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Richard C. White (April 29, 1923February 18, 1998) served in the Texas House of Representatives and later as a member of the U.S. House of Representatives. Prior to his public service, he served the United Statesmarker as a Japanese-English interpreter in the Pacific Theater of the World War II. He received a Purple Heart, and returned safely to his hometown of El Paso, Texasmarker. When he originally returned home, he often said that he was unable to sleep in such safe conditions, and consequently hung a sword above his bedding. While in college, later, he also had similar difficulties in transitioning as random people made "whistling" sound that instinctively reminded him of mortar fire; he was comically embarrassed by his reaction, even in his later years during usual "4th of July" fireworks celebrations. His war year haunted him as he always wished to compose his memoirs or other anecdotes of that time in his life, he never fully realized that goal; he left mostly unpublished accounts of instances in his service.Mr. White was married twice. His first marriage was to a childhood friend, Kathy. They had three sons: Rodrick, Richard, and Raymond. His second marriage was to Kathleen Fitzgerald in 1973. They had one daughter and three sons; here, in order of age: Kenneth, Bonnie, Sean, and Brian.

In the winter of 1984, they moved from Washington D.C.marker to El Paso, Texas, so that he could resume his local law practice.

Richard White died in February 1998. His death was unexpected from the standpoint of his children. Bonnie White and Kathleen White were present at his moment of death, and have each commented that he abruptly rose from his bed and started from the direction of some mylar helium balloons as if frightened. Kenneth, Sean, and Brian were notified of the sudden change and arrived at Providence Memorial hospital after Richard White's heart had stopped, and medical workers were attempting to revitalize that organ. Roughly 0:45.00 minutes after Richard White's heart had stopped beating, medical workers were able to achieve cardiac resuscitation, but due to the long period of oxygen deficiency, Mr. White's brain had incurred severe damage.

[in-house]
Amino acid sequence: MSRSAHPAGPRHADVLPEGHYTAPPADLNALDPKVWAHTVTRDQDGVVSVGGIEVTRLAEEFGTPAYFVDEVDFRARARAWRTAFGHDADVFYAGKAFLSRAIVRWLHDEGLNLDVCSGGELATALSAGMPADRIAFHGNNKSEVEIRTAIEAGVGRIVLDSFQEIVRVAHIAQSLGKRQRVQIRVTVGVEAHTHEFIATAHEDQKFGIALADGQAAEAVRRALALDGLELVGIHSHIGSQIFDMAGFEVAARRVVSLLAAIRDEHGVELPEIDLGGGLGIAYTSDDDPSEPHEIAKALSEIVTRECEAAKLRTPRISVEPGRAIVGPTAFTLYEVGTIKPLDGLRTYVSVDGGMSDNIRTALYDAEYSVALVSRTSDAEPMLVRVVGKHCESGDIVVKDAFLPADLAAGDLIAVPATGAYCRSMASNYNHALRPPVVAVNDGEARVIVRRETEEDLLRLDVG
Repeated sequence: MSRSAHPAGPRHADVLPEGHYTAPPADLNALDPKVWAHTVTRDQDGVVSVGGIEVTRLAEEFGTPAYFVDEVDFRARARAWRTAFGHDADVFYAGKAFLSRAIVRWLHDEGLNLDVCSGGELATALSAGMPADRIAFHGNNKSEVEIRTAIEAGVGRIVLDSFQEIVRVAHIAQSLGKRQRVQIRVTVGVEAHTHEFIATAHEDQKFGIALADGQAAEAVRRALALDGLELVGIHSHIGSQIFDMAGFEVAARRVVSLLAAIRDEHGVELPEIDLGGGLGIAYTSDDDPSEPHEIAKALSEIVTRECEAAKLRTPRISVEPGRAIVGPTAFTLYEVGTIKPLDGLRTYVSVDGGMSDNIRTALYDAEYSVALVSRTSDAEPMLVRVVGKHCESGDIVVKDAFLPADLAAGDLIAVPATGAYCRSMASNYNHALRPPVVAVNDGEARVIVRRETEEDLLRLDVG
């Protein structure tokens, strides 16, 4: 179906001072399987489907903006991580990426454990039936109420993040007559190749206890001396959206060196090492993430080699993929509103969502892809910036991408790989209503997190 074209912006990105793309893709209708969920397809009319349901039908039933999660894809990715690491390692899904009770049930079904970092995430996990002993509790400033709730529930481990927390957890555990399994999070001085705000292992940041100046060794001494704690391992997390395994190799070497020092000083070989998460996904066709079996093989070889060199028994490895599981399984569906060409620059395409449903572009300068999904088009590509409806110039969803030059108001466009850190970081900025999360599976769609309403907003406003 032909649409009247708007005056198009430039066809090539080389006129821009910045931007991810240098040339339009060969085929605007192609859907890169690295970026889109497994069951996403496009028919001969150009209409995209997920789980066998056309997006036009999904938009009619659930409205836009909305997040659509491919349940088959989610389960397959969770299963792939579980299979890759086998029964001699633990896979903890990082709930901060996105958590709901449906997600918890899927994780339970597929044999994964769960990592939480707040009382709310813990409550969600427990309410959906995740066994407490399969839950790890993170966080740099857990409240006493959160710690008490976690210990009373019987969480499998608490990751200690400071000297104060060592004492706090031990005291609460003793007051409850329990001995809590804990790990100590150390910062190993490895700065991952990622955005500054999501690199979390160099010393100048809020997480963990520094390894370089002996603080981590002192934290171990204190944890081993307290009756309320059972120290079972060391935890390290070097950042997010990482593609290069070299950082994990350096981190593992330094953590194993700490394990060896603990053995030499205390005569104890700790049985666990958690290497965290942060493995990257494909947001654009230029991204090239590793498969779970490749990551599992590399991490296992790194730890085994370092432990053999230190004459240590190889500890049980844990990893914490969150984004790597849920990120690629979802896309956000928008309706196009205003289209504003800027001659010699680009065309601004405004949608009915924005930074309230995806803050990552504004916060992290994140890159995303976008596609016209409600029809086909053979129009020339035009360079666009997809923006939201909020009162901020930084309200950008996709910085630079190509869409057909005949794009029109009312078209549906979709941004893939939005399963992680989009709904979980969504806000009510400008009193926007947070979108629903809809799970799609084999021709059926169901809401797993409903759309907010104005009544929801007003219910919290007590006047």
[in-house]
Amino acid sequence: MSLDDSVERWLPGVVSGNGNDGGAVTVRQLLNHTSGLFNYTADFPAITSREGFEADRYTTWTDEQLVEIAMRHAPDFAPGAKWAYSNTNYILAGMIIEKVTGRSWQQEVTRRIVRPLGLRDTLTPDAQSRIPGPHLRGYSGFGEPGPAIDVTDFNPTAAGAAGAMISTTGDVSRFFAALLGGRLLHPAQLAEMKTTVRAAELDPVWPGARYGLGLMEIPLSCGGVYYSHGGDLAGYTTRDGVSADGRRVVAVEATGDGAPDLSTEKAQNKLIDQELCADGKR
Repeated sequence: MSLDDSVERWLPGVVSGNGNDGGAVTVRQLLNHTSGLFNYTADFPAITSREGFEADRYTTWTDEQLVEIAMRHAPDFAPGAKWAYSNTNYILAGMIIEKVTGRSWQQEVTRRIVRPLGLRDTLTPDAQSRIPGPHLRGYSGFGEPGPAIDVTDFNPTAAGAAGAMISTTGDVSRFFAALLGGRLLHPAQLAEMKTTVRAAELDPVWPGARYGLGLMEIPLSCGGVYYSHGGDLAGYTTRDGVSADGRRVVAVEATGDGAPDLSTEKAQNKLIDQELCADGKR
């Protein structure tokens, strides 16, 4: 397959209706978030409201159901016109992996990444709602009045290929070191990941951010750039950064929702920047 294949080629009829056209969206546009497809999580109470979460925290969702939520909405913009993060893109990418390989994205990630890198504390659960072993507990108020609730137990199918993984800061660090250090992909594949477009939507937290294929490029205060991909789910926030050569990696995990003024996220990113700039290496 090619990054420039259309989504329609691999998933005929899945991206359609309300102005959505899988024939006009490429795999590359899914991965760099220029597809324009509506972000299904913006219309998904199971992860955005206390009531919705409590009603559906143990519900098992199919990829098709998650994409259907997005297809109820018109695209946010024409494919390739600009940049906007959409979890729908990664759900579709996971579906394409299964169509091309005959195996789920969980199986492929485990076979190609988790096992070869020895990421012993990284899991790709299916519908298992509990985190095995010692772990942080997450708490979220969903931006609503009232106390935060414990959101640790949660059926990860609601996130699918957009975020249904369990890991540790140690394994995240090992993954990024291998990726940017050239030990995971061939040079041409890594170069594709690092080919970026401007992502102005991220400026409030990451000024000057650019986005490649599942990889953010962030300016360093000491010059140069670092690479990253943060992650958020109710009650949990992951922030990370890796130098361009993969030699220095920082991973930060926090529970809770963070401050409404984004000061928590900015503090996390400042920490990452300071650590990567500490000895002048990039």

Brian White's Memory:

I remember witnessing my father in the Intensive Care Unit of Providence Memorial Hospital after the medical team there managed to reactivate his heart. I, and others, commented on his leg "kicking" which appeared as a slow motor response to discomfort. The medical team gravely commented that the response was more akin to a basic muscle spasm than it was like a motor response. He was declared clinically dead shortly thereafter.

Because Richard White had only achieved the rank of Corporal, in the US Marine Corps, he, during his life, was not optimistic about being buried in Arlington cemetery, but due to the zealous efforts of Silvestre Reyes, member of US Congress for the 16th district of Texas at that time, and Mr. White's own service as a member of the US Congress, he was; Richard White's Ashes are buried in Arlington National Cemetery, in Arlington, Virginia, United States. He is Buried near the Tomb of the Unknown Soldier, in area 7A, near Joe Lewis.

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